Fig. 5:  Schematic select and data voltage waveforms for the standard and OSH dual-select drive schemes are shown left and right, respectively.  Drive scheme waveforms adapted from Ref. 9.

The OSH drive scheme puts the virtual ground at a non-zero but sub-threshold “offset” value between frame refresh cycles.  This reduces the total voltage swing on CLC between data voltage inversions, allowing for the use of 5-V data drivers and thereby reducing the voltage that the AMNR experiences in the off-state.  The OSH drive scheme therefore reduces the sensitivity of the data voltage to AMNR leakage current non-uniformities and improves high-temperature operation.

The low leakage current of the AMNR combined with the use of an OSH drive scheme can eliminate the need for a storage capacitor.  Furthermore, an AMNR for an UHD LCD has a small footprint, estimated at 1–5% of the total subpixel area for 50–100-in.-diagonal displays with UHD (4K) and FUHD (8K) pixel densities.  Because of the compact nature of the AMNR and its ability to eliminate the need for a storage capacitor, AMNR backplanes for UHD and FUHD are expected to provide aperture ratios in excess of 50%, despite the need for an additional AMNR select line.

The Future for AMNR Backplane Technology

To firmly establish the AMNR as a backplane contender, future AMNR technology development will be focused on reliability, scalability, and flexibility, as shown in Fig. 6.

Fig. 6:  The future development of the AMNR is focused on three main areas: reliability, scalability, and flexibility.  The lower left insert shows a reliability stress-test plot for a “champion” AMNR device that did not fail after 24 hours of continuous stress at 100 nA.  The upper insets depict how the AMNR has already been scaled from 1- to 6-in. substrates and is now being scaled to Gen 2.5 “prototype” sizes.  The lower right insets show a Corning Willow glass substrate with AMNR devices being flexed as well as I–V plots for an AMNR device before and after flexing of its substrate.


Accelerated lifetime testing of AMNR devices at 100% duty cycle has shown “champion” devices that last well beyond 50,000 hours at a 100-nA current when scaled to high-resolution duty cycles (e.g., UHD = 0.046% duty cycle, so that 24 hours @100% equals 52,174 hours @ 0.046%).  While these results are very encouraging, a complete display-backplane package requires the availability of appropriate models for predicting AMNR performance and reliability.  AMNR studies involving variable stress, temperature, duty cycle, frequency, and storage conditions are all under way in order to formulate robust physically based models.  The techniques available for evaluating the performance and reliability of thin-gate dielectrics for transistors are generally identical to those needed to evaluate AMNR performance.  AMNR reliability analysis therefore draws on the same standards used for transistor reliability analysis, such as the JEDEC (Joint Electron Device Engineering Council) standards, JESD35-A, and JESD92.24–26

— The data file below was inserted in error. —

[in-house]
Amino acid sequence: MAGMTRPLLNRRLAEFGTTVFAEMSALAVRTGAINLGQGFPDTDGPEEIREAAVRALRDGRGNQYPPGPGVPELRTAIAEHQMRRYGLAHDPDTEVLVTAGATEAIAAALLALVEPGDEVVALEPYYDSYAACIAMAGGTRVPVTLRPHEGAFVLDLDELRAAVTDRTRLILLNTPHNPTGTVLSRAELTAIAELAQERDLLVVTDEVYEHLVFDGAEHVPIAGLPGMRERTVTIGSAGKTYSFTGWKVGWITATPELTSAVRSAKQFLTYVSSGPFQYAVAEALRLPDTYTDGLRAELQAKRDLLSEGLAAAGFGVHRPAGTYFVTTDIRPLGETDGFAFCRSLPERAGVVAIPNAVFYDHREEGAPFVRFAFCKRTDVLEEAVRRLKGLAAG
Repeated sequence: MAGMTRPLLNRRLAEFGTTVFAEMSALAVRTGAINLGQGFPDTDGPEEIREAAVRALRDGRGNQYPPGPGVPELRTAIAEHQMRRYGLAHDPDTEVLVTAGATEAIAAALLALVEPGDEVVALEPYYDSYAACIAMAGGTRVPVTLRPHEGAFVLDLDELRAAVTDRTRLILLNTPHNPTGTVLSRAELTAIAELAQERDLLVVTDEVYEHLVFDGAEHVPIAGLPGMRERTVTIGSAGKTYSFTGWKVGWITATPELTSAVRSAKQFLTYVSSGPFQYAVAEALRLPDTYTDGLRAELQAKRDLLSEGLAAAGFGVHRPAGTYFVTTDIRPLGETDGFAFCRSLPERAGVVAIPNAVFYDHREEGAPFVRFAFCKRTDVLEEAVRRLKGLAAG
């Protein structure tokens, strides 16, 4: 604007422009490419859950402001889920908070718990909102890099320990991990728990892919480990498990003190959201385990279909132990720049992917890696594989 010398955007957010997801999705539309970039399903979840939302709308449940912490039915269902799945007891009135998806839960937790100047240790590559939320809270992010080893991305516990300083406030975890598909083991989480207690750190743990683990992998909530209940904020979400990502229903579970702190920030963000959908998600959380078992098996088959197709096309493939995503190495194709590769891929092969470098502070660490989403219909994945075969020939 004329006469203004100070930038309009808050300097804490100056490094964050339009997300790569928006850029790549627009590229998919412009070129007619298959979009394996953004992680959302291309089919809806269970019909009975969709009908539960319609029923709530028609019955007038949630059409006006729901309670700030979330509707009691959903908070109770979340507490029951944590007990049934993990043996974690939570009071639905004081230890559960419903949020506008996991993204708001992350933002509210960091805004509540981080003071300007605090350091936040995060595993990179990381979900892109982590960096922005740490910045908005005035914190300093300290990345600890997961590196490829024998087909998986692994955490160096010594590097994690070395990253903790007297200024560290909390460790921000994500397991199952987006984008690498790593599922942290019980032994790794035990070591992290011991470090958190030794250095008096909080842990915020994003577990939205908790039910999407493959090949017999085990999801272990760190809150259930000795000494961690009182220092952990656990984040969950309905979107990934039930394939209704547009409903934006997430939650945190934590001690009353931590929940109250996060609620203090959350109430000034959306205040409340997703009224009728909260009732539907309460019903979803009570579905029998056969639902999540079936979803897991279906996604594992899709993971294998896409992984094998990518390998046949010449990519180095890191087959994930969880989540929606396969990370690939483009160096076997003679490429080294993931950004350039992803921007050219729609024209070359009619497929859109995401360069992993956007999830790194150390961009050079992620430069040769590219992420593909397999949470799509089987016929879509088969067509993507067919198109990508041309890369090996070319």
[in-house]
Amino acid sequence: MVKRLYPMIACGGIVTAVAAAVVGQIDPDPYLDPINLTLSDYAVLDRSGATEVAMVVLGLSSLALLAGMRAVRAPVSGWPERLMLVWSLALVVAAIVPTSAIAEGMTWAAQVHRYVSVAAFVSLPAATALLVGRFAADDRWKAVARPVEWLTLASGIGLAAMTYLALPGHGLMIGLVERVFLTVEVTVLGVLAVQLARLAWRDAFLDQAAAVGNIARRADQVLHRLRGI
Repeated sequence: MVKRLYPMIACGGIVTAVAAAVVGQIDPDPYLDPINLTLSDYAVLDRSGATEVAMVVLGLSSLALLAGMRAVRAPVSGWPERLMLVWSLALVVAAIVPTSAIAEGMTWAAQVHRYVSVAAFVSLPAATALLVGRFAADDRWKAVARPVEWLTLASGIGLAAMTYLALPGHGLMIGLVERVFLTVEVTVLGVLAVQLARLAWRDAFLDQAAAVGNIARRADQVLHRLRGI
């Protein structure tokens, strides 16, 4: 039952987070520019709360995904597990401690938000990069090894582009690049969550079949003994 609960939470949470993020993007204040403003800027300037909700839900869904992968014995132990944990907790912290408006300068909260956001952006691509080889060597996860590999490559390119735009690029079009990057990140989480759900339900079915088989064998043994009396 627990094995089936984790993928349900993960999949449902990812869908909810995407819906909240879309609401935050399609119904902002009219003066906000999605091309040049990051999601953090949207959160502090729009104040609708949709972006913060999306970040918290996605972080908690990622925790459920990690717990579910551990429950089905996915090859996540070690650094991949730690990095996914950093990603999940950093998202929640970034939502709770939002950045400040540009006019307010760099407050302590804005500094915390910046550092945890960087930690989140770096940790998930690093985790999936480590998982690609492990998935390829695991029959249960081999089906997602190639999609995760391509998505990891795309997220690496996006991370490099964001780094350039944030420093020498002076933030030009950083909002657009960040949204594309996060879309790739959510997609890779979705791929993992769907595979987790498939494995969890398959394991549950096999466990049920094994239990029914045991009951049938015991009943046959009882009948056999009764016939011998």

AMNR research and development is now focused on the use of 6-in. wafers.  Each wafer contains a large number of test devices for statistical process control assessment, as well as a wide variety of devices to facilitate process optimization.  The exercise of scaling from a 1-in. substrate toolset to a 6-in. toolset has revealed that amorphous-metal thin-film quality can vary from toolset to toolset, as one might expect.  However, once basic differences in configuration, environmental baselines, and sputter conditions have been taken into account, it is possible to port AMNR technology from one toolset (and location) to another.  AMNR technology assessment is now transitioning to a Gen 2.5 prototype line.


Flexible backplanes are another application in which AMNR technology is a possible game-changer.  Amorphous metals are flexible.  For example, amorphous-metal thin films have been commercialized as hinges for digital micromirror devices.27  An AMNR is thin.  As shown in Table 1, the total thickness of a typical AMNR is less than 200 nm.  Use of a thinner layer tends to reduce film stress, thereby leading to a backplane device that is more robust and flexible.  An AMNR offers wide registration tolerance.  AMNR performance is defined by the total tunneling area and insulator thickness, not by channel dimensions, as in a TFT.  Thus, AMNR registration tolerance can be 3× or more than that of a TFT, as shown in Table 1.  Wide registration tolerance make an AMNR well suited to roll-to-roll processing, which has the potential to completely redefine backplane manufacturing processes and cost structures.  The flexibility of an amorphous metal and the thinness and wide process registration tolerance of an AMNR bode well for the use of AMNRs in future flexible-display products.

AMNR technology is now being commercialized through the Amorphyx AMNR Consortium.  This technology consortium is similar to those created to accelerate the development of flexible electronics or OLED technologies.28–30  The key focus of the AMNR Consortium is to address critical device and panel level issues so that members are better positioned to translate AMNR technology into production.  Amorphyx has partnered with the Industrial Technology Research Institute in Taiwan to host the AMNR Consortium beginning in 2016.  High-level goals for the AMNR Consortium include (1) verifying reliability and scalability, (2) developing device models, drive schemes, and subpixel layouts to maximize display performance, and (3) building prototype AMNR-based displays to evaluate crosstalk and subpixel bit resolution.


AMNR research and development has been funded in part through a National Science Foundation Small Business Innovative Research grant (#1345460 and #1456411).


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Sean Muir is the Vice-President of Device Technology, Jim Meyer is Director of Technology Transfer, and John Brewer is CEO/President of Amorphyx.  They can be reached at,, and, respectively.